How is March almost past us already? It doesn’t really seem…real. But, it’s true. The snow is melting, the stream is flooding, and chickens are driving me crazy with how often they feel the need to sing the song of their people. Given that the month is almost over, I thought it would be better late than never to celebrate a few March birthdays.
First up, my wonderful Nana, Irene Simard. A Mainer born to two Quebec transplants, Nana was the oldest of 12 children and later went on to have 10 of her own. Never someone to stay still for long, I can recall her taking long walks right up until the last few years of her life. She worked tirelessly, in and out of the house, to raise and maintain her family.
She was a strong woman who suffered an off-again-on-again relationship with my Grandfather, but stayed by his side, even taking care of him far longer than anyone anticipated her being able to due to his complications with Type II diabetes and Alzheimer’s.
The second birthday I want to recognize is someone who I know almost nothing about. Aside from the paper trail that has been left, Hortense Artemis Dube is an inigma. Hortense, my 3rd great-grandmother, was the oldest of 12 children. At the age of 23, she gave birth to her son, Thomas Dube, who was my 2nd great-grandfather. No one currently living knows who Thomas’ father was. As it stands, this is a secret Hortense may have taken to her grave – Thomas himself didn’t find out about Hortense being his mother until after her death and was raised to think she was a much older sister of his. What is known of Hortense is that whe was born in Frenchville, Maine, in 1847, the daughter of Pierre Dube (1822-1907) and Hortense Artemis Roy (1827-1886), married Francois Xavier Boucher sometime prior to 1885. Together they had one, possibly two sons. Hortense would go on to outlive her husband. This 3rd great-grandmother of mine is shrouded in mystery, and hopefully one day I’ll catch a glimpse of who she really was.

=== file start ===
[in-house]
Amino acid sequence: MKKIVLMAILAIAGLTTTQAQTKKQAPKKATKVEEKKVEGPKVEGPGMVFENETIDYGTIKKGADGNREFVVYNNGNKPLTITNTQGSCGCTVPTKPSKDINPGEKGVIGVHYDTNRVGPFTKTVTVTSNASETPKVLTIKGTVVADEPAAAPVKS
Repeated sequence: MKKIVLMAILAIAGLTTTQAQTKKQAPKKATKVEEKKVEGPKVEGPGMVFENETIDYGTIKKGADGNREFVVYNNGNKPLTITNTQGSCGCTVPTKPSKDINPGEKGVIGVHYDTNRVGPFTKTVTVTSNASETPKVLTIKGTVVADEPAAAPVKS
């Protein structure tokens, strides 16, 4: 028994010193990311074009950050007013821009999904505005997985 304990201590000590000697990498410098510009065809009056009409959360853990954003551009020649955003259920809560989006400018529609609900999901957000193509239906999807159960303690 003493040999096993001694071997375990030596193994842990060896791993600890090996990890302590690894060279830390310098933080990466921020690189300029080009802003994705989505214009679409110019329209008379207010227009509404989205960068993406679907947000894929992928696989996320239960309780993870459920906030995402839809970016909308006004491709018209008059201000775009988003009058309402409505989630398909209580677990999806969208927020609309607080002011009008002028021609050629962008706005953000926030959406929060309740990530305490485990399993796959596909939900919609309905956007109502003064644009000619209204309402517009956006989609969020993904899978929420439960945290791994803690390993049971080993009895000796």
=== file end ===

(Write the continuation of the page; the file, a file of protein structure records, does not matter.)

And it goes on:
The last birthday I want to celebrate this month belongs to yet another person who I am only able to learn of through documents and other people’s memories. Archie St.Claire Vaughn, also sometimes known as Archibald, was my great-grandfather. My grandfather never really spoke of his dad, so I can’t even pester my mom about who Archie was or wasn’t.
Born in Stem Mill Village, Nova Scotia, Archie would later immigrate to Maine, marrying Helen Judkins and – for lack of a better term – settling in the White Mountains region.